* The Banking Association South Africa
* Western Cape Government
* Green Environmental Organisation
* Social Justice Coalition
* J D Bothma
* Right 2 Know
* South Durban Community Environmental Alliance
* South African Catholic Bishops Conference
* African Policing Civilian Oversight Forum
* COSATU
* Eskom
* South African National Editors Forum

The Committee proceeded to have public hearings on 30 and 31 January 2018 where most of the organisations were invited to make oral presentations.

The Committee had deliberation on the Bill on the following dates:
* 6 February 2018
* 13 February 2018
* 20 February 2018
* 21 February 2018
* 14 March 2018
* 22 March 2018
* 23 March 2018

3. Further Submissions
The Committee subsequently allowed for further submissions and received further submissions from APCOF, Amabhungane Centre for Investigative Journalism, Eskom and the South African National Editors Forum. The Committee took oral presentations from APCOF and Amabhungane on the issues it raised.

4. Consideration of Amendments
The Committee considered amendments on the Critical Infrastructure Protection Bill on 25 April 2018 and 4, and 30 May 2018.

What is a nutshell the framework of the Bill?

The new Bill provides for:
* the identification and declaration of infrastructure as critical infrastructure;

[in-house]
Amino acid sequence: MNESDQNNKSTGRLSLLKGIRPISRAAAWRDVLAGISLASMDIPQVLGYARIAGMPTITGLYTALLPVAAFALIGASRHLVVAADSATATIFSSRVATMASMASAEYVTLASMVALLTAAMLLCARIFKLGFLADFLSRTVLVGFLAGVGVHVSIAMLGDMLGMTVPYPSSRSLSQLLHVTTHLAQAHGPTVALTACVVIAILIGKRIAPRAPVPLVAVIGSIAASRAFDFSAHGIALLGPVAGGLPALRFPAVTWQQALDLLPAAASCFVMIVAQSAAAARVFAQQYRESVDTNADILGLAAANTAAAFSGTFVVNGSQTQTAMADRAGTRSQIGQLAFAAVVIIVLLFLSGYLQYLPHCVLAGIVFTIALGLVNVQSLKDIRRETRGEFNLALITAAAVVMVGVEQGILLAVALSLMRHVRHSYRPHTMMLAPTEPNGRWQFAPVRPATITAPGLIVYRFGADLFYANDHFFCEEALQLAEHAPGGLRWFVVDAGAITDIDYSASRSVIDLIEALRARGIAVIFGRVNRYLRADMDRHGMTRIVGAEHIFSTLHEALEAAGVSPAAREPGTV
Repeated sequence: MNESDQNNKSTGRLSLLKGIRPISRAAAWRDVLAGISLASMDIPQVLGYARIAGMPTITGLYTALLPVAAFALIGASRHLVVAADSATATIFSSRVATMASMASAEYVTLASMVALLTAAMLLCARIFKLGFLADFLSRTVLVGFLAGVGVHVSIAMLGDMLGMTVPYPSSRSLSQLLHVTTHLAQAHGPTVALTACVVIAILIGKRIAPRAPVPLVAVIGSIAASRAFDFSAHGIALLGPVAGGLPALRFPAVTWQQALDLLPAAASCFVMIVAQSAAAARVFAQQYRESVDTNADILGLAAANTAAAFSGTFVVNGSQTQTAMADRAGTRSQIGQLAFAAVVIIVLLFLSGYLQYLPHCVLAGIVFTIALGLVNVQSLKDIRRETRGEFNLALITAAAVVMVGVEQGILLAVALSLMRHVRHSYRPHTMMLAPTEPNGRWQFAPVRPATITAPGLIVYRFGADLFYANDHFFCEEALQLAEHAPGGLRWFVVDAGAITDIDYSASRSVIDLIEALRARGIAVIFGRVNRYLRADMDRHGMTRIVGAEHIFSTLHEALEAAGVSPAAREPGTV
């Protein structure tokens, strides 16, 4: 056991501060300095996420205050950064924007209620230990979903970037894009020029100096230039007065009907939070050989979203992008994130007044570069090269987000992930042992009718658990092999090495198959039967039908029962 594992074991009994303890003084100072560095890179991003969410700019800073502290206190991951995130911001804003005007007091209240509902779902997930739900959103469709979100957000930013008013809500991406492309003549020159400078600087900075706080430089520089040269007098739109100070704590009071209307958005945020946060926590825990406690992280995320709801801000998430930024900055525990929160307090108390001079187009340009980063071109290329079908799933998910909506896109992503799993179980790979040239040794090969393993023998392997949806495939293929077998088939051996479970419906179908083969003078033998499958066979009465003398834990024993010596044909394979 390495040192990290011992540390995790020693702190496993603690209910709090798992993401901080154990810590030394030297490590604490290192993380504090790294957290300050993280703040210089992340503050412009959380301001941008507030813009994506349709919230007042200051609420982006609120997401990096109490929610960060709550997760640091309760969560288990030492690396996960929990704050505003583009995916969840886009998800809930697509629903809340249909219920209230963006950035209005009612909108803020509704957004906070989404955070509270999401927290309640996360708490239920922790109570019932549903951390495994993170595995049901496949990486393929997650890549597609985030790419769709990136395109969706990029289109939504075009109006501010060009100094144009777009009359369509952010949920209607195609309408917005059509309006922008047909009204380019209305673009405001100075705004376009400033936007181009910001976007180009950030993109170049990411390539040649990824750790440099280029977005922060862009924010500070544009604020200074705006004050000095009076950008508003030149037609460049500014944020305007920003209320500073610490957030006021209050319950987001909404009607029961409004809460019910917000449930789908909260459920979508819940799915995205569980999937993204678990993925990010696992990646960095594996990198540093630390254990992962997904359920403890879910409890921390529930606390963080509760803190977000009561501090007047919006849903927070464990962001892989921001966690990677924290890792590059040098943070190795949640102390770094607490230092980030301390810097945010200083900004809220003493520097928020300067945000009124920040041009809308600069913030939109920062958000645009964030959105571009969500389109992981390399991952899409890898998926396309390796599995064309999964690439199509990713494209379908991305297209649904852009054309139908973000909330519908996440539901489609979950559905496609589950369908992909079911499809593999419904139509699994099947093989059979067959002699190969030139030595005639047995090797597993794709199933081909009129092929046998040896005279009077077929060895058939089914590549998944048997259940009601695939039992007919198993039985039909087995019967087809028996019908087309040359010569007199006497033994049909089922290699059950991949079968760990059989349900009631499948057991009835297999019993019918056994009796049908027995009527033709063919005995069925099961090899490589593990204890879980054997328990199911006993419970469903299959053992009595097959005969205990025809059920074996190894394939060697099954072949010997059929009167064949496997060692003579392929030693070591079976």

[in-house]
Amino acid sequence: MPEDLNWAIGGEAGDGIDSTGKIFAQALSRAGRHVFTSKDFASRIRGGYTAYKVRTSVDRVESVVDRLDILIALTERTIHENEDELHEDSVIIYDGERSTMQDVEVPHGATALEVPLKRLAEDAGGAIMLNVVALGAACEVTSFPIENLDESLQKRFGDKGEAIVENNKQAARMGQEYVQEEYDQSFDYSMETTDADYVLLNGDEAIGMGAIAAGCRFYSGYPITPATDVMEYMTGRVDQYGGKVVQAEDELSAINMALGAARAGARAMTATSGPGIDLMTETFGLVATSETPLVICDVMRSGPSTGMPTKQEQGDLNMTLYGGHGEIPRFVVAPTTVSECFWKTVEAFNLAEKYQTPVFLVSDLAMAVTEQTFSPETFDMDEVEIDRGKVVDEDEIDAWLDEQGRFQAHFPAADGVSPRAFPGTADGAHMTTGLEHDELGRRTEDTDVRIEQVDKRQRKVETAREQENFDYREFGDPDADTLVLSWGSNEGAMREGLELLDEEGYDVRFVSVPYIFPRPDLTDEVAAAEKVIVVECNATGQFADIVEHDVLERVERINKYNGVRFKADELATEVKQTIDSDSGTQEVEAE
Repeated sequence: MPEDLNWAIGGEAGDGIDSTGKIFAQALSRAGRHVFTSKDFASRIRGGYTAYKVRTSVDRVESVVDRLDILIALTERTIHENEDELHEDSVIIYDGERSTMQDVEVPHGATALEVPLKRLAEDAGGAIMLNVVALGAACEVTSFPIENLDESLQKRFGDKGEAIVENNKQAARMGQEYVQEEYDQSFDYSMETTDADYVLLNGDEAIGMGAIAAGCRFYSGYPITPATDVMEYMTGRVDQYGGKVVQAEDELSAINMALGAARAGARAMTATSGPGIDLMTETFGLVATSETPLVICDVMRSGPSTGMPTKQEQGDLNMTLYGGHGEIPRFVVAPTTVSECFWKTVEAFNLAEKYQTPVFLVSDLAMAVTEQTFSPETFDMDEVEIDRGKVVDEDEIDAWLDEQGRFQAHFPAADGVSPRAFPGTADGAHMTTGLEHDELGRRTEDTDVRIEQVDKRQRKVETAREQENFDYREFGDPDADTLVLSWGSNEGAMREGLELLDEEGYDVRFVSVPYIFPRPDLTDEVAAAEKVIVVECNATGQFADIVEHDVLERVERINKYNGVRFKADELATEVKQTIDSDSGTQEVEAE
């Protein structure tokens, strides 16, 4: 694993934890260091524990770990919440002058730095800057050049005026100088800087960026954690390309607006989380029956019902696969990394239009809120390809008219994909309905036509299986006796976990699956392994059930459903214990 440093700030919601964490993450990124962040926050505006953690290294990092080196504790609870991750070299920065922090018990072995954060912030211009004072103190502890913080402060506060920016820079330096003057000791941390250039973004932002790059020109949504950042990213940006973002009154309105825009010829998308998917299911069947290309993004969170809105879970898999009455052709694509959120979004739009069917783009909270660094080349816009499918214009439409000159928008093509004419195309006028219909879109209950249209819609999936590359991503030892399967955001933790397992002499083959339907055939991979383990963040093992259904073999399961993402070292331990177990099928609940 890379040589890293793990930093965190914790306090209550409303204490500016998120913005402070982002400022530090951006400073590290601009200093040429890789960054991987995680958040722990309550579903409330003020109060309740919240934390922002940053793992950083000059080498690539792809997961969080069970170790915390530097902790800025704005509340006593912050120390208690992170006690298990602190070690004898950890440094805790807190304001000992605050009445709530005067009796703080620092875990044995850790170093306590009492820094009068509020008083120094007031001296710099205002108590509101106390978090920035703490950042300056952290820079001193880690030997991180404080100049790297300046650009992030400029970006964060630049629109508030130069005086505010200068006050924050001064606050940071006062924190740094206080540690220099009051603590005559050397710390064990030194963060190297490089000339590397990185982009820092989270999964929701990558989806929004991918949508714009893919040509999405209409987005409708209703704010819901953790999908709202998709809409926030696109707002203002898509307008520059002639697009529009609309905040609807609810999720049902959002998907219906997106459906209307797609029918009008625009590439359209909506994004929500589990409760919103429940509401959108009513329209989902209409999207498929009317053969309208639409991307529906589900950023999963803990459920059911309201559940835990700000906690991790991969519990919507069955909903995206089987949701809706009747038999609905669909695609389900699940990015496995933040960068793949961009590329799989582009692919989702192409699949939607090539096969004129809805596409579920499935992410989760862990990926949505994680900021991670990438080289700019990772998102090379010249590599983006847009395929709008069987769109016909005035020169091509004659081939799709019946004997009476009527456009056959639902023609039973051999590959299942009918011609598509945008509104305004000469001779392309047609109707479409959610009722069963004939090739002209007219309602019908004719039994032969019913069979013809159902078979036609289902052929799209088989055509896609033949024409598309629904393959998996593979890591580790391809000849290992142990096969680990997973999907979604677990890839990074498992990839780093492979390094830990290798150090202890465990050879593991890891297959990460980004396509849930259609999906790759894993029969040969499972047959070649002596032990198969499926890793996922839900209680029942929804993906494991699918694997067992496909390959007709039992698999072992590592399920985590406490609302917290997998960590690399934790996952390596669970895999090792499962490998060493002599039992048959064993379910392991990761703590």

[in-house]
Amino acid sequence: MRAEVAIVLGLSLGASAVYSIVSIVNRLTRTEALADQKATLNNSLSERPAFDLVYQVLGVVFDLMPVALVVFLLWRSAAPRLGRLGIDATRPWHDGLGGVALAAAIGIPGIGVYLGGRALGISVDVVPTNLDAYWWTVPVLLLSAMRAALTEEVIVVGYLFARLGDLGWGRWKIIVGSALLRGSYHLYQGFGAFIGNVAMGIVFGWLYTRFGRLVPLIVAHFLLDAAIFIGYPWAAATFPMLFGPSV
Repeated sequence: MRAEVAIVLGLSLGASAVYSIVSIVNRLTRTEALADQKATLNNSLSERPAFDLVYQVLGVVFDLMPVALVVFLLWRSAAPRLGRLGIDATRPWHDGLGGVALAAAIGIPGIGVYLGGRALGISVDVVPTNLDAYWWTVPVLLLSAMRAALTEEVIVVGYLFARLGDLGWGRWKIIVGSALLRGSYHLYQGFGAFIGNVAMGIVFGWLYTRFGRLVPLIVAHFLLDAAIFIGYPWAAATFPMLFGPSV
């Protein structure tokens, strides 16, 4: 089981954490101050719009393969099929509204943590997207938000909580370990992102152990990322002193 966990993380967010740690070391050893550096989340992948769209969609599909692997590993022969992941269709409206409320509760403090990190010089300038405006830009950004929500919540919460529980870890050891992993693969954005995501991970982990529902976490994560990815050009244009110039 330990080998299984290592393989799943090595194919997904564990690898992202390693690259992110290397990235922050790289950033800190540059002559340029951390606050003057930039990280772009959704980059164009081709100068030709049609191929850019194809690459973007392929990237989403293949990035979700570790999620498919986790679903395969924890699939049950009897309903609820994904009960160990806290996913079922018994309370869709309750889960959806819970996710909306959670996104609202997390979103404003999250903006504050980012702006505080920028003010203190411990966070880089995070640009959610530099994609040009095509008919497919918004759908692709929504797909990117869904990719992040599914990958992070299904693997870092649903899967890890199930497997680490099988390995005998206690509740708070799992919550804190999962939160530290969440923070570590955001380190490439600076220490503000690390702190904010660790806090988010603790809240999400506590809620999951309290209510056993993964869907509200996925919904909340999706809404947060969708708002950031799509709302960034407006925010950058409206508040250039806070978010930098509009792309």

* to provide for guidelines and factors to be considered to ensure transparent identification and declaration of critical infrastructure;
* to provide for measures to be put in place for the protection, safeguarding and resilience of critical infrastructure.
* to provide with the establishment of the Critical Infrastructure Council and its council;
* to provide for the administration of the Act under the control of the National Commissioner as well as the functions of the National Commissioner in relation to the Act
* to provide for the establishment of committees and their functions;
* to provide for the designation and functions of inspectors;
* to provide for the powers and duties of persons in control of critical infrastructure;
* to provide for reporting obligations and transitional arrangements.

5. Legal opinion
One of the issues that was raised during the deliberations phase was the matter of a public interest defence.